Crimson Concludes Service Trip to India, Reflects on Experience

Photo of Katherine O'Donnell (left) and children of Chandigarh courtesy of Chris Smith.

The top-ranked Harvard women's squash team traveled to India for an 11-day training and service trip. Members of the team posted regular blog entries on during their trip over the past few weeks.

Blog Post by Vidya Rajan ’13 on Jan. 5
Blog Post by Alexandra Zindman '11 on Jan. 8
Blog Post by Cece Cortes '12 on Jan. 9
Blog Post by Vidya Rajan '13 on Jan. 10
Blog Post by Katherine O'Donnell '10 on Jan. 11
Blog Post by Johanna Snyder '10 on Jan. 12
Blog Post by Bethan Williams '11 on Jan. 14
Blog Post by Johanna Snyder '10 and Katherine O'Donnell '10 on Jan. 14
Blog Post by Sarah Mumanachit '13 on Jan. 15 Feature on Bringing Hope Through Squash
Map of Harvard Destinations During Trip to India
Photo Gallery of Harvard Women's Squash in India

Blog post by Sandra Mumanachit '10

Today was the final full day the Harvard women’s squash team would spend in Chandigarh. The plan for the day was the same as the past few days, a solid morning practice at coach (Satinder) Bajwa’s club of skill sharpening, weight training, sprinting and cardio work and then an afternoon session with the children from the Khelsala Kids’ Squash Program. The team has had an incredible time with the young boys and girls of the local sector, teaching them proper techniques and a little bit of American culture. Everyday each court is filled with smiles from ear to ear on each member of the women’s team as well as every child in the program.

Each day of the trip, starting from Mumbai, the women’s team has seen new types of lifestyles about which we read, hear, or see pictures. Bus rides from our hotels to the local clubs and nearby attractions unveiled a life we have never imagined. We sympathize and appreciate what we have perhaps taken for granted however we struggle to fully fathom what lies right in front of us. We have admired the colors of India, the pinks, faded blues, greens and yellows that hang across wires outside of buildings; this is their laundry. We laugh, smile and adore the children running up and down the streets; this is where they play. Feelings are jumbled as we have traveled from city to city, experiencing and seeing the best of India and observing the difficulties of people striving to make it each day.

Photo courtesy of Chris Smith.

The plan for today was the same as the past few days, however today everything we have seen became more of a reality. Despite a little bit of exhaustion from the past few days of training, we were rejuvenated as soon as we saw the kids from the program. We jumped off the bus eager to high five and fist-pound the boys and girls we have gotten to know and love from the past two days. Everyone immediately got on court with the kids, to teach them as much as we could about squash.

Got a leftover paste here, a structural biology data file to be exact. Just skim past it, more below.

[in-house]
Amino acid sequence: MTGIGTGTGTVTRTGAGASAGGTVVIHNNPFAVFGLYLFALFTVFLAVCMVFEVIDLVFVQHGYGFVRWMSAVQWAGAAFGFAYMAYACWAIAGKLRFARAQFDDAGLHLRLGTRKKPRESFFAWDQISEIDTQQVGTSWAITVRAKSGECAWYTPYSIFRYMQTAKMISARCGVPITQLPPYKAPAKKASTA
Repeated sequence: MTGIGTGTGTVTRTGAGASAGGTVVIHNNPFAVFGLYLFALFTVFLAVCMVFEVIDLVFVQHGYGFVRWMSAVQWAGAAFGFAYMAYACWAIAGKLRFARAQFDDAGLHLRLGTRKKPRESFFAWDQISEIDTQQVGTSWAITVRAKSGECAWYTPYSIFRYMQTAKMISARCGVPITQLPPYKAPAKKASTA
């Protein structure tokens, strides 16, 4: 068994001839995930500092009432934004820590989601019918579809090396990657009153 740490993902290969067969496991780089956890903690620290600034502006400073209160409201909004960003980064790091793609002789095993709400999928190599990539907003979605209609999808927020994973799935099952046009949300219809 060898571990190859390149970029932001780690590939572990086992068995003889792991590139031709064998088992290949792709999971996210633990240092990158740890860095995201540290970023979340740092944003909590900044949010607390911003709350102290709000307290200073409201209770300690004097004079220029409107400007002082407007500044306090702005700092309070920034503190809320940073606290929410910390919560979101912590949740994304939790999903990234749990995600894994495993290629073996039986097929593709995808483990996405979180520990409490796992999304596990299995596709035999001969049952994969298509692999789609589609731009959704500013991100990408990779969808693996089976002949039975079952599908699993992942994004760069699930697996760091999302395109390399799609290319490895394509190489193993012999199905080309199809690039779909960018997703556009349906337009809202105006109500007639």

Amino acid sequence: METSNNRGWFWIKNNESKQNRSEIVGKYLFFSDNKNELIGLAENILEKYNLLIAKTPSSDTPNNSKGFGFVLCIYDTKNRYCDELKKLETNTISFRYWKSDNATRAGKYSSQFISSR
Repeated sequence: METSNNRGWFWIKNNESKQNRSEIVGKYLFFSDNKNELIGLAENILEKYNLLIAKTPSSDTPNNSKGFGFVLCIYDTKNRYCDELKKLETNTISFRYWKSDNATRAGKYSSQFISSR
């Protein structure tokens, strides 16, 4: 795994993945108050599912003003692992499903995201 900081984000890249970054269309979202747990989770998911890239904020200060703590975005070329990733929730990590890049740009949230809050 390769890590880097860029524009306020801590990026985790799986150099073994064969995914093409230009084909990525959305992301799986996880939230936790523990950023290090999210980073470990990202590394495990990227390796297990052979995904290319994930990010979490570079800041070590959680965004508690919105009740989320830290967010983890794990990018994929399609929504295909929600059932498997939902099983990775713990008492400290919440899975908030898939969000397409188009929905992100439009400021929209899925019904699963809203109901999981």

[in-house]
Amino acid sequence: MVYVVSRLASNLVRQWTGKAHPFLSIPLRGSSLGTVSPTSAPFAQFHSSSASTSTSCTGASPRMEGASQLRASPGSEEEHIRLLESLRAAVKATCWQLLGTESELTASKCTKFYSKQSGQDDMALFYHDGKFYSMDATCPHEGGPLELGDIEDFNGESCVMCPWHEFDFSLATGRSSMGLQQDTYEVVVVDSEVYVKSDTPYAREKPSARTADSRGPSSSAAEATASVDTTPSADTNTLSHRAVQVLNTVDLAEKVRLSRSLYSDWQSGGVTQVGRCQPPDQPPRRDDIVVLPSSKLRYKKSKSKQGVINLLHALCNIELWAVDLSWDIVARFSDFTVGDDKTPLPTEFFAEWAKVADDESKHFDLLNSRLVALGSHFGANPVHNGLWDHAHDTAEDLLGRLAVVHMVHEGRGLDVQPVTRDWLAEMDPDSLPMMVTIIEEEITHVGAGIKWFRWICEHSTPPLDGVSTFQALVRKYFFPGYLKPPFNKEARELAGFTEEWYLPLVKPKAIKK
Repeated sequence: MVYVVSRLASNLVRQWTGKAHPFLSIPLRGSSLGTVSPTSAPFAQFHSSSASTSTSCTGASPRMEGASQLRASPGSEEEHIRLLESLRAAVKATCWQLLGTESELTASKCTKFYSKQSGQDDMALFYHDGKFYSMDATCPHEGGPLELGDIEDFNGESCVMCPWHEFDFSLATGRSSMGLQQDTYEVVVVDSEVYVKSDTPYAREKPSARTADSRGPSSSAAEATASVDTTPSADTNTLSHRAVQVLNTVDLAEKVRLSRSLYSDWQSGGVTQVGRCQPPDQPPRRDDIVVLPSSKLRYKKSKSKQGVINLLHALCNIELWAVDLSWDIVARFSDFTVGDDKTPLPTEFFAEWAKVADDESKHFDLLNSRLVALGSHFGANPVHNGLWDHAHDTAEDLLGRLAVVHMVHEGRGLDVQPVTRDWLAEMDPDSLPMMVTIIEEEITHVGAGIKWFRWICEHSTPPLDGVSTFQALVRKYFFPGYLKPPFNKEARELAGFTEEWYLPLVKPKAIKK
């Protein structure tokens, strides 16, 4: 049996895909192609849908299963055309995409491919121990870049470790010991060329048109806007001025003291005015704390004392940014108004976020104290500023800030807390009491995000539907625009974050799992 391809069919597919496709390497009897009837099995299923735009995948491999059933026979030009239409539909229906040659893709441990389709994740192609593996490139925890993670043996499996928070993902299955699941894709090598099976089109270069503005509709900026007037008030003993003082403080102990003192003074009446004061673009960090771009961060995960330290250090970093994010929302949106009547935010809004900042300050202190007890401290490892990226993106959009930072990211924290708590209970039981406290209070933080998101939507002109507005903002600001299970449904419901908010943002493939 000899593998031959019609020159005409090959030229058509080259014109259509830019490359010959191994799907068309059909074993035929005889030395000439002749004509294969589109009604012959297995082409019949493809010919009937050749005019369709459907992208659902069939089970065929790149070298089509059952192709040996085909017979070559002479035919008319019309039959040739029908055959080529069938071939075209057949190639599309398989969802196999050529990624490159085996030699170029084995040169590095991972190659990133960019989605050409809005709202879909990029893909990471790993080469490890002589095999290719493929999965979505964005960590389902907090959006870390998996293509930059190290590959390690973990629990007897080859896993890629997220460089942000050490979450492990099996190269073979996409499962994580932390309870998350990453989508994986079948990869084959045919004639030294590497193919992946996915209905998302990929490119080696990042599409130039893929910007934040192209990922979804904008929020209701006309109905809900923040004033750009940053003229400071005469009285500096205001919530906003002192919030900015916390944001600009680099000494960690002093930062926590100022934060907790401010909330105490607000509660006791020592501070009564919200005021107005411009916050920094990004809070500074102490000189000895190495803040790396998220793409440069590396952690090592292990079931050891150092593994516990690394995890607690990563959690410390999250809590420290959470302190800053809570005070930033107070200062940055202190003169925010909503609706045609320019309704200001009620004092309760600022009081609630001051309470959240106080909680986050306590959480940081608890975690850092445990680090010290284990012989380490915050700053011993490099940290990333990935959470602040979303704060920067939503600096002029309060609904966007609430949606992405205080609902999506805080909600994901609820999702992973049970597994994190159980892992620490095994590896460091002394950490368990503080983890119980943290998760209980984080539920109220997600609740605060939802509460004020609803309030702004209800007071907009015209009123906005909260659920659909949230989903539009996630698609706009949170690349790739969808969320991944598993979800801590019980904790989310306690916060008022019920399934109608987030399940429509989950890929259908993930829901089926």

After wrapping up today’s session, we removed our squash shoes and took a walk with a group of the kids to see their neighborhood. Prior to this, what we had seen was simply something we could only empathize about however today after getting to know the kids, seeing what they came from each day was an experience the Harvard Women’s Squash team will keep with them forever. We walked alongside the kids, through alleys divided by a narrow stream of dark cloudy water--aka their sewer line. We stopped at a few of the kids’ homes, where their families stood in the doorways with dimly lit rooms behind them. Each home was perhaps the same or even smaller than the dorm rooms of the Harvard Yard. A room that perhaps two students shared was the space for a single family. We passed a school, an older woman writing letters of the alphabet surrounded by a group of fifteen boys and girls on a blanket outside the homes. What the women’s team saw today is something that is indescribable in words. It is difficult to understand how the children of the program, ranging from the ages of six to fifteen, arrive to the program smiling so big with such happiness when each day they return to a home, a life that required so much effort.

Photo courtesy of Chris Smith.

Perhaps it is cliché to say that we hope that the kids learned as much as we have from them. The children find joy in the smallest things; we hope we can embody the same attitude hereafter. Today and each day we have spent with the kids and our entire time in India thus far has been transformed by what we have seen today. The experience was eye-opening to say the least.

This entire season, coach Bajwa has been emphasizing the idea of personal accountability, the idea that each player is responsible from themselves for the greater good of the team. We are a team of young, dedicated, hardworking women who love a sport so much we spend each day striving to become the best. As a team, we have embraced the principle that a championship is reached if we stop making excuses. Sometimes this becomes difficult, sometimes we forget this. What the kids learned from us the past few days was squash. What we hoped to have instilled in them was that they were capable of great things that squash was something they could look forward to in their lives. What we learned from them was even more powerful; it was that each day in the lives they live, they have to do it no matter how difficult. For them, there are no excuses in the lives they live.

The Harvard Women’s Squash team walks away from today’s experience with not only a greater appreciation for their own lives but a new strength, a new fire that will inspire us to achieve all we can as individuals and as a team.